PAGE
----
Collaborating to create access to freedom

We are often asked how a trafficking survivor is identified and how they find Gray Haven. 

Someone who is experiencing exploitation, whether for labor or sex trafficking, may not know they are victims of a crime. A trafficker may perpetuate ideas that they chose this lifestyle or that no one will care about them. Repeated lies about the risk of being arrested are also used to ensure someone sees their plight as the only acceptable reality. Deception is key here. Trafficking victims rarely know that human trafficking is a global issue that communities and governments are prioritizing as a major human rights issue, so it makes sense they wouldn’t identify themselves as a victim. While we don’t want someone to live with a victim mindset, but a mindset that they are valuable and strong, it is important for each person to realize what was done to them was wrong and not their fault--a mountain each survivor must overcome in their own way with strong support from a qualified organization and other healthy relationships. 

Someone who is being trafficked for sex is often controlled by someone and that person can take on a role very similar to that of a romantic relationship. Because of this reality the person being victimized may interpret their experience to be domestic violence. They may perceive this person as an intimate partner who is abusing them. 

This is why it’s so important for us in the anti-trafficking field to strengthen our relationships with anti-domestic and sexual violence programs to increase identification of someone caught in a trafficking situation. 

Many states have domestic and sexual hotlines where someone can receive support in a safe way--hopefully able to leave a dangerous and harmful situation of violence. Hotlines like the one managed by the the Virginia Sexual and Domestic Violence Action Alliance are distributed are available in communities across Virginia leading to increased possibilities a trafficking survivor may call seeking help. 

This is why we have teamed up with the VSDVAA to introduce protocols to screen for trafficking indicators and work with Gray Haven to remove the barriers that prevent identification. 

With this partnership we will be able to give trafficking survivors a direct line of access to freedom. 

Here at Gray Haven we have a vision to disrupt the flow of human trafficking and slavery so that no one is enslaved and every survivor is free. A key element of ending slavery is collaborating with any and everyone who has a touchpoint with trafficking survivors.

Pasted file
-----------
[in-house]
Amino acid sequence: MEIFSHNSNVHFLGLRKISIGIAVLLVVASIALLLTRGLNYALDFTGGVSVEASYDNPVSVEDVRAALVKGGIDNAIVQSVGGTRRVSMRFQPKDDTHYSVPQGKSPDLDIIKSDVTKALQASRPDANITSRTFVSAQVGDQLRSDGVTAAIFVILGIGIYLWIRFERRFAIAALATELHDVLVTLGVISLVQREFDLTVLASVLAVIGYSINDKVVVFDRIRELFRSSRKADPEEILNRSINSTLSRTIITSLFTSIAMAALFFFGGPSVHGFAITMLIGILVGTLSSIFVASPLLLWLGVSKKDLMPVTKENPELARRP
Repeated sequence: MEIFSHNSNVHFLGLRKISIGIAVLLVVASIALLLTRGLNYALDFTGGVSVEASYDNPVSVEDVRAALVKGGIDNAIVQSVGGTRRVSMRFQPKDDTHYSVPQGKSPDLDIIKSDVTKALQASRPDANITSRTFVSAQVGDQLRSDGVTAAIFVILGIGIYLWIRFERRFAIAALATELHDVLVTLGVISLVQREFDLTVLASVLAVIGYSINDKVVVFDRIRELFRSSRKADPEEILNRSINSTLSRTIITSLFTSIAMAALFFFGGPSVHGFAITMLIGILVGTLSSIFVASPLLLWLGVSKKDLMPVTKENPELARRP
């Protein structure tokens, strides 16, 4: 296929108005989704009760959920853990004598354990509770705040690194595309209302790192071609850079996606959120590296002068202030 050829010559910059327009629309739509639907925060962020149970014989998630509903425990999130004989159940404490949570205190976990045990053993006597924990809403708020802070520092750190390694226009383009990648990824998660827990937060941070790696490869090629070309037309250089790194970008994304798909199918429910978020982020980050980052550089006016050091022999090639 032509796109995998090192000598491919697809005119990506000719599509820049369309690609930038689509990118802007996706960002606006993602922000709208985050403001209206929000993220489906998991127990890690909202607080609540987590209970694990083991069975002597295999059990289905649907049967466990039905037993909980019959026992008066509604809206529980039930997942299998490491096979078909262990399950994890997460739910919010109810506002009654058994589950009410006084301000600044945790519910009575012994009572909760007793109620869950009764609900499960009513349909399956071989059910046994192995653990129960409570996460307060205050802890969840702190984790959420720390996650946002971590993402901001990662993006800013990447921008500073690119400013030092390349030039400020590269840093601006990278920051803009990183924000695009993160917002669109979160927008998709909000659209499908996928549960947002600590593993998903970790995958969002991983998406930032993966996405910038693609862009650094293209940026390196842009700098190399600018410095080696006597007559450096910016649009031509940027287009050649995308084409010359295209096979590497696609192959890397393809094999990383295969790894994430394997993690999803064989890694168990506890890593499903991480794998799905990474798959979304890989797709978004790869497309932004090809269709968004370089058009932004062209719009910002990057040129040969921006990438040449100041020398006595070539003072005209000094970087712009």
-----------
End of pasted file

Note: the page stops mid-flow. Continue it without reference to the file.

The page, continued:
Save The Date for The Amazing Raise


Help us make freedom a reality for victims of human trafficking in Virginia by donating to Virginia’s first safe house during the annual Amazing Raise!  

Hosted by the Community Foundation, the Amazing Raise is a two-day online giving event designed to elevate and celebrate the work of local nonprofits.  Our goal during this 36 hour event is to reach achieve our safe house campaign goal of $50,000, which will provide two years of safe housing to slavery victims in our community. We have already raised $13,000.

Not only will your gift help us reach our goal, but it may qualify us to win additional grant prizes. Gifts of any size can make a HUGE difference!  $25 will provide one night of safe housing for a survivor, $158 will provide one week of housing, and $680 provides an entire month of housing for a human trafficking survivor!

Be sure to follow us on Facebook and Twitter to stay in the loop as The Amazing Raise draws near. 

To learn more about the Amazing Raise, please visit Thank you so much for all of your continued support as we work together in ending human trafficking in our community.


Slurpees & Chik-fil-a

Often when we talk about human trafficking and slavery we say a lot about services, safety, hope, future, trauma, training, and a bunch of other stuff.

Rarely when we talk about human trafficking and slavery do we use words like fun, community, cows, slurpees, and chicken.

Today was different. As in make me feel a joy I can’t quite describe different.

My phone dinged. I got a text message. I had just left a meeting with a local pastor who works with the refugee community. We talked about the prevalence of young girls being forced by men to sell sex in order to pay off a debt. They have no way of getting out. If they try then they face certain suffering. Details we don’t need to bring up here.

After the meeting I felt a little heavy. Not because it’s new information. No, it’s the same old information, the same patterns of exploitation happening to innocent vulnerable people. It’s so easy to get frustrated and disconcerted with the reality of human trafficking that you don’t see much to celebrate in the world around you.

I swiped open my home screen, punched in my password, and opened the text from one of the staff at Gray Haven.

It was a picture. There they were, two of our staff and five survivors of slavery, standing in front of Chik-fil-a uniformly dressed in black and white clothes holding cow masks over their faces. They had just eaten their free hard earned meal for cow appreciation day. Oh, and they picked up latex gloves, inflated them, and used them as cow utters.

Free Chik-fil-a was not enough though. It just so happens to be 7/11, a day to get free Slurpees at, you guessed it, 7-11. They did that, too.

These moments remind us we are here to share community with those we serve. To use our time and resources to restore the dignity that was torn from them.

I know there is much work to be done, but today was significant because five survivors of slavery were able to freely enjoy Slurpees and Chik-fil-a.